Large corporations make a lot of decisions every day. Most of them have little impact on their final product, but some of them can be a threat to their business. So they have to tread with care. With the rise of managers in the last half a century, whose ultimate goal is to increase short-term margins year over year, company prospects over the long term are becoming bleaker. Here is a list of 10 Worst Business Decisions Companies Made.
It was the number one beer in America by far in the late 60s/early 70s. By 1967 the company’s president and chairman was August Uihlein’s grandson, Robert Uihlein, Jr. Faced with a desire to meet large volume demands while also cutting the cost of production, the brewing process for Schlitz’s flagship Schlitz beer was changed in the early 1970s.
The management went through 10 successive rounds of cost-cutting, incrementally decreasing product quality with each round. The reformulated product resulted in a beer that not only lost much of the flavor and consistency of the traditional formula but spoiled more quickly, rapidly losing public appeal. The last cost-cutting was the death knell. They stopped filtering out the last little yeast flakes from the final product, figuring that consumers wouldn’t mind little flecks of yeast in the head of their beer.
Sales fell off a cliff. Almost immediately, they changed back to the old recipe, but it was already too late.
Although this did not kill the company, Fox did lose millions (or potentially billions) due to this decision. In the 70s, George Lucas wanted X salary to direct Star Wars. Fox Studios thought it was too much. They knew the movie might make money, but they didn’t really think it would become the powerful franchise that it is today.
So George Lucas agreed to take a pay cut of $20,000 if they agreed to give him the merchandising rights for the Star Wars universe. Those rights were part of the $4 billion that Disney recently paid him for Lucasfilms. Fox lost billions over several decades, in order to save $20,000 back in the 70’s.
Bebo is a social networking that was launched in 2005 by husband-and-wife team Michel and Xochi Birch. The website, at the height of its popularity, overtook Myspace to become the most widely used social networking website in the United Kingdom, eventually registering at least 10.7 million unique users.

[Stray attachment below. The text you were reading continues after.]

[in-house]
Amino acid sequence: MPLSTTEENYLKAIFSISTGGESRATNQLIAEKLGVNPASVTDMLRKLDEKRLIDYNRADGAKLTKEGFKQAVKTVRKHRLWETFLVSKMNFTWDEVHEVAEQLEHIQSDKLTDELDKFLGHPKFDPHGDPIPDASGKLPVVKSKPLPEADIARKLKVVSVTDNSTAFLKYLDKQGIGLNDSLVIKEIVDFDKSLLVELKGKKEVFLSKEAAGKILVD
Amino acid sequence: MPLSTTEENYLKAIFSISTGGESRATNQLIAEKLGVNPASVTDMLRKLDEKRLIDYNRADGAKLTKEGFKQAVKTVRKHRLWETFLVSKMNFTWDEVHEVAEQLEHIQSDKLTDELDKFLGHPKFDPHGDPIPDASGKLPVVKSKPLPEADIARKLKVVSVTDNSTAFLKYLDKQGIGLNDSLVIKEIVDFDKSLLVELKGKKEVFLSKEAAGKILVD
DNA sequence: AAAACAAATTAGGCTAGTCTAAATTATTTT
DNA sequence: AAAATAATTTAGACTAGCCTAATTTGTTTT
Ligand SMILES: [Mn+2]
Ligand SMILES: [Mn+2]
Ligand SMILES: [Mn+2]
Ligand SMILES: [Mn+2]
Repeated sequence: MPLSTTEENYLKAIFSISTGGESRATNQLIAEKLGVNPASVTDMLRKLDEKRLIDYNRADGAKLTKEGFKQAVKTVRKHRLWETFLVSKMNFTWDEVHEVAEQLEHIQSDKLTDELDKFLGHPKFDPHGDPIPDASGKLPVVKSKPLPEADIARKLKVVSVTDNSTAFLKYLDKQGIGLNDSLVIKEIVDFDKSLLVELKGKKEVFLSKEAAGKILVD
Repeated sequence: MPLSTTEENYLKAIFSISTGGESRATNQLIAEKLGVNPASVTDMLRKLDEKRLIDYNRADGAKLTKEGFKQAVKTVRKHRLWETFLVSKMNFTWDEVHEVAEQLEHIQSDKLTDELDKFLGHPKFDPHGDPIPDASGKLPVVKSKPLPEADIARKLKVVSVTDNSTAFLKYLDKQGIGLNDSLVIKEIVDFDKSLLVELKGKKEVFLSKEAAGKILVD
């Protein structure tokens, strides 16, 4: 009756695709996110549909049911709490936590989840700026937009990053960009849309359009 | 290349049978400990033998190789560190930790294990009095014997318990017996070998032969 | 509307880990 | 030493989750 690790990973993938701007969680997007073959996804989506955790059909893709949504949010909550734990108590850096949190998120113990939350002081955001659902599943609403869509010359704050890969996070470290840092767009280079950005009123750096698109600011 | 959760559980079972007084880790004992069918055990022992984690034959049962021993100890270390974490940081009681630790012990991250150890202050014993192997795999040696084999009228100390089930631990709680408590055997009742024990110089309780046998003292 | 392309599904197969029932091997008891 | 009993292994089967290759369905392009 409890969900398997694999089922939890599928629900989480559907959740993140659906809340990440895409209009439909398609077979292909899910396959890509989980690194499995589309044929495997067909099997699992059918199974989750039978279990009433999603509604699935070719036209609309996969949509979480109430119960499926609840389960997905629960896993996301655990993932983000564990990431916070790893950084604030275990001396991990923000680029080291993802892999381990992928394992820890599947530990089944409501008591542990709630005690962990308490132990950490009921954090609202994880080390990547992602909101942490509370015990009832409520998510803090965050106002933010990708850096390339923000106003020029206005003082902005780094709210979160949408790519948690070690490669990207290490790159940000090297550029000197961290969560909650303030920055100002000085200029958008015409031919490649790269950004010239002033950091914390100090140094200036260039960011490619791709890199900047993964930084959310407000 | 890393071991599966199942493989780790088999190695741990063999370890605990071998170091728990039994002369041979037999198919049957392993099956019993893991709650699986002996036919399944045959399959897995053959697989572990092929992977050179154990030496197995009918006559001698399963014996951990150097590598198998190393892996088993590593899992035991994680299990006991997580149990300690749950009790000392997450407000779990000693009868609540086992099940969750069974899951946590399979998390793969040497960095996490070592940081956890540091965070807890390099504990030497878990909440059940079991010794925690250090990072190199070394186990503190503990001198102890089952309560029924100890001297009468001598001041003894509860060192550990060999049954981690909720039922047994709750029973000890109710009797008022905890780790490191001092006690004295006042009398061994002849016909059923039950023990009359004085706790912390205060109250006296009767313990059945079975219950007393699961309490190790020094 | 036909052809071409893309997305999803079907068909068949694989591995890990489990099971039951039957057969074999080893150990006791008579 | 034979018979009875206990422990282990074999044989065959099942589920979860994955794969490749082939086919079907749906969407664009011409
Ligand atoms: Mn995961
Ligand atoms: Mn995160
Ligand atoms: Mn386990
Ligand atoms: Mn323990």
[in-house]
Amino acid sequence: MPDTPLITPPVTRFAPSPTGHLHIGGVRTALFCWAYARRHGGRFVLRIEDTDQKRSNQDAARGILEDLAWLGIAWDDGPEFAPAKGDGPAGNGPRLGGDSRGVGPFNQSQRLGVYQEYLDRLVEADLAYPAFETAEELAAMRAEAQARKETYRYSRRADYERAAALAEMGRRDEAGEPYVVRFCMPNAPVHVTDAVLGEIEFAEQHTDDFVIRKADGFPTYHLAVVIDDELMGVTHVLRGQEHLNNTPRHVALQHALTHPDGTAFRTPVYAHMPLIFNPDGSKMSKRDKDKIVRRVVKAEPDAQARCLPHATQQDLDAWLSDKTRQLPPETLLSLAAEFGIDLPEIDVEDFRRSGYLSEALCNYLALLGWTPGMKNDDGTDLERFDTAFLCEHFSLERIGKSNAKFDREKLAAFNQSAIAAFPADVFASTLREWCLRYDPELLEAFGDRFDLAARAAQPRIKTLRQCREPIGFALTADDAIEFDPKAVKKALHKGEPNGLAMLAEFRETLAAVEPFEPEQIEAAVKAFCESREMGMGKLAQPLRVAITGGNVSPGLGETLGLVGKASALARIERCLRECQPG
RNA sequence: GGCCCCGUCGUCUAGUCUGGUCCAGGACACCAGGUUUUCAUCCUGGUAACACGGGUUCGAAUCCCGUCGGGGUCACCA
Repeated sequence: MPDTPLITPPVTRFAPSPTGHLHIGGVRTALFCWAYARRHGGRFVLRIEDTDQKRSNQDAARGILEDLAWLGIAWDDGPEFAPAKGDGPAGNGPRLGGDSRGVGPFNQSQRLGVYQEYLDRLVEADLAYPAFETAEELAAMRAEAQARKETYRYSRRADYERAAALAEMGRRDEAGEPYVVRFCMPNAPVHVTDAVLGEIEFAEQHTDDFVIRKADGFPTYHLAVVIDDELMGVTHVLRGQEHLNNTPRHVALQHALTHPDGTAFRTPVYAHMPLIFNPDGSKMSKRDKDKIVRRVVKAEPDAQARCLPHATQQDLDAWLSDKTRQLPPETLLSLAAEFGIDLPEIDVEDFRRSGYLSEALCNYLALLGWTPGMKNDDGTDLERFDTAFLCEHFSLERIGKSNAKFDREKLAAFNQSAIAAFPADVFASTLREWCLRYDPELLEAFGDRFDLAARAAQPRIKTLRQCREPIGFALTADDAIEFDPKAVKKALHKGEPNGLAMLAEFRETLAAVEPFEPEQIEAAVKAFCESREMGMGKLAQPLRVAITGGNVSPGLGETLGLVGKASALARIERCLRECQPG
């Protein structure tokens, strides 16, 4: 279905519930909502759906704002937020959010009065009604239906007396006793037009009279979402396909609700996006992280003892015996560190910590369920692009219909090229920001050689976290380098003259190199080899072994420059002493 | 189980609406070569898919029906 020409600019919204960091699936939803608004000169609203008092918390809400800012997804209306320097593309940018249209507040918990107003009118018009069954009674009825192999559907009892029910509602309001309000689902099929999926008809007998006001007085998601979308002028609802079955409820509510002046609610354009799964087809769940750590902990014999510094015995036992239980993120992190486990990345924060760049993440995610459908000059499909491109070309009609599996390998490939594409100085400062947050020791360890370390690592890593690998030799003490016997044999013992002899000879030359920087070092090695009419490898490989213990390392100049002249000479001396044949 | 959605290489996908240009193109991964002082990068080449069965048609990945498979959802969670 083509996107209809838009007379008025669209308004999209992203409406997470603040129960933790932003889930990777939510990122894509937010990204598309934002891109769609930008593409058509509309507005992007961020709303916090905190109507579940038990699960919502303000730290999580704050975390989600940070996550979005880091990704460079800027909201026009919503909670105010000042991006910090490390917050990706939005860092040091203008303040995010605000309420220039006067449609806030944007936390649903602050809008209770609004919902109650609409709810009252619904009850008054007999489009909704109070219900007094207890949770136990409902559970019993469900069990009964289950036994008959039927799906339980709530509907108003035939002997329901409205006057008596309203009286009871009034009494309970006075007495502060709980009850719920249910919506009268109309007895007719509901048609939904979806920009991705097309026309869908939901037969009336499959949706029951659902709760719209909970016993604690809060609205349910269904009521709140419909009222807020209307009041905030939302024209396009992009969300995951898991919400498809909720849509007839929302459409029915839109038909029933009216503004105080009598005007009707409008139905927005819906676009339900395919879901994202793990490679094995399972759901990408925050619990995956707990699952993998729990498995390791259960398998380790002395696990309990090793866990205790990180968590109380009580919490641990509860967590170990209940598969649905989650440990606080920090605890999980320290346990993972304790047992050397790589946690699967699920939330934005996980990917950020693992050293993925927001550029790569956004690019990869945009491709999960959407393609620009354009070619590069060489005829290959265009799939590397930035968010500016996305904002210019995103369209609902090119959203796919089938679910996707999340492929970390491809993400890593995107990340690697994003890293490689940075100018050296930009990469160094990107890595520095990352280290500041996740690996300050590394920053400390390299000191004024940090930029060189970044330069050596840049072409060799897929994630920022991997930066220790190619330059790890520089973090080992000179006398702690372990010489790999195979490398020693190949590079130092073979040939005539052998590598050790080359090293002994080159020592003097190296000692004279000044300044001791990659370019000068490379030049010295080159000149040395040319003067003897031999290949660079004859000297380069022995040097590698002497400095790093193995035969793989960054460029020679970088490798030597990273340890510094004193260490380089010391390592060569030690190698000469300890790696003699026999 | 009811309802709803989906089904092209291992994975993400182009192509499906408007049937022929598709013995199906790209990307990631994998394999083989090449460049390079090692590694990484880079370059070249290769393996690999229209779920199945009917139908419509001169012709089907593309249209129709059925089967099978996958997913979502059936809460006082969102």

The site was purchased by AOL on March 13, 2008, for $850 million, with the Birches’ combined 70% stake yielding a profit of $595 million from the deal. The BBC later described the AOL purchase of Bebo as “one of the worst deals ever made in the dotcom era”, and it cost the then-CEO of AOL, Randy Falco, his job.
In 2010, AOL announced that it would either sell the website or shut it down. This was mainly due to the falling numbers of unique users; Bebo users were moving to rival sites Facebook and Twitter. In 2013, Michael and Xochi Birch, the original founders, purchased the social network back for $1 million. They tweeted “We just bought Bebo back for $1m. Can we actually re-invent it? Who knows, but it will be fun trying.”
In early 2005, MySpace turned down an offer to buy Facebook for $75 million.
Later, the News Corp billionaire ‘Rupert Murdoch’ bought MySpace in 2005 for $580 million. According to MySpace co-founder DeWolfe, Murdoch scared away users with ads intended to generate profit too quickly. He promised huge revenues to Wall Street and then, users left MySpace and joined ad-free Facebook.
Murdoch sold MySpace in 2011 for a piddling $35 million, and admitted via Twitter that “we screwed up in every way possible, learned lots of valuable expensive lessons”.
10Osborne Computer Corporation